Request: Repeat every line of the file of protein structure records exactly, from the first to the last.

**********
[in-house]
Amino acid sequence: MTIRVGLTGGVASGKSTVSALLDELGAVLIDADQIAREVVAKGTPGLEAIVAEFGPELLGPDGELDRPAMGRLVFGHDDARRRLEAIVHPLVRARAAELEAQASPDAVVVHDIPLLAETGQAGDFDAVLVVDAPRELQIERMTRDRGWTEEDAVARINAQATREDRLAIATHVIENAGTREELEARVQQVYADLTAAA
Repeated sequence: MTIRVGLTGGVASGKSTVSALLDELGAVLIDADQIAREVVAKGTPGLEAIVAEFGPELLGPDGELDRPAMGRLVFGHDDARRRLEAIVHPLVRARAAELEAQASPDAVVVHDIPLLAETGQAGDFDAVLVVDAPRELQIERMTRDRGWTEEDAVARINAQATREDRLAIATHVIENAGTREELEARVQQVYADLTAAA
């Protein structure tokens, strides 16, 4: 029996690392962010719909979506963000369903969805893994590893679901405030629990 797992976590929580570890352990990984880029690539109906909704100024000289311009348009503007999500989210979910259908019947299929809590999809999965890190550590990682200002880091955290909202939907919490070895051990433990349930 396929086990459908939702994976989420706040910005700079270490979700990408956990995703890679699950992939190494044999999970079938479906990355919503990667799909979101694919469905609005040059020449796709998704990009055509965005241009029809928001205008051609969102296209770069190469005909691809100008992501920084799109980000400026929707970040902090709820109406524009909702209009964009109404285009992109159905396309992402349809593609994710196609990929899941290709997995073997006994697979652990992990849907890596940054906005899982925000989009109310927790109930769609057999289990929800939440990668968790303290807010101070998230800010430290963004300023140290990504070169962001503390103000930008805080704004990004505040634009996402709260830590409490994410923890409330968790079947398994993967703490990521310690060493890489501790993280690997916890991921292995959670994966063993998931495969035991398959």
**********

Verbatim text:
[in-house]
Amino acid sequence: MTIRVGLTGGVASGKSTVSALLDELGAVLIDADQIAREVVAKGTPGLEAIVAEFGPELLGPDGELDRPAMGRLVFGHDDARRRLEAIVHPLVRARAAELEAQASPDAVVVHDIPLLAETGQAGDFDAVLVVDAPRELQIERMTRDRGWTEEDAVARINAQATREDRLAIATHVIENAGTREELEARVQQVYADLTAAA
Repeated sequence: MTIRVGLTGGVASGKSTVSALLDELGAVLIDADQIAREVVAKGTPGLEAIVAEFGPELLGPDGELDRPAMGRLVFGHDDARRRLEAIVHPLVRARAAELEAQASPDAVVVHDIPLLAETGQAGDFDAVLVVDAPRELQIERMTRDRGWTEEDAVARINAQATREDRLAIATHVIENAGTREELEARVQQVYADLTAAA
């Protein structure tokens, strides 16, 4: 029996690392962010719909979506963000369903969805893994590893679901405030629990 797992976590929580570890352990990984880029690539109906909704100024000289311009348009503007999500989210979910259908019947299929809590999809999965890190550590990682200002880091955290909202939907919490070895051990433990349930 396929086990459908939702994976989420706040910005700079270490979700990408956990995703890679699950992939190494044999999970079938479906990355919503990667799909979101694919469905609005040059020449796709998704990009055509965005241009029809928001205008051609969102296209770069190469005909691809100008992501920084799109980000400026929707970040902090709820109406524009909702209009964009109404285009992109159905396309992402349809593609994710196609990929899941290709997995073997006994697979652990992990849907890596940054906005899982925000989009109310927790109930769609057999289990929800939440990668968790303290807010101070998230800010430290963004300023140290990504070169962001503390103000930008805080704004990004505040634009996402709260830590409490994410923890409330968790079947398994993967703490990521310690060493890489501790993280690997916890991921292995959670994966063993998931495969035991398959």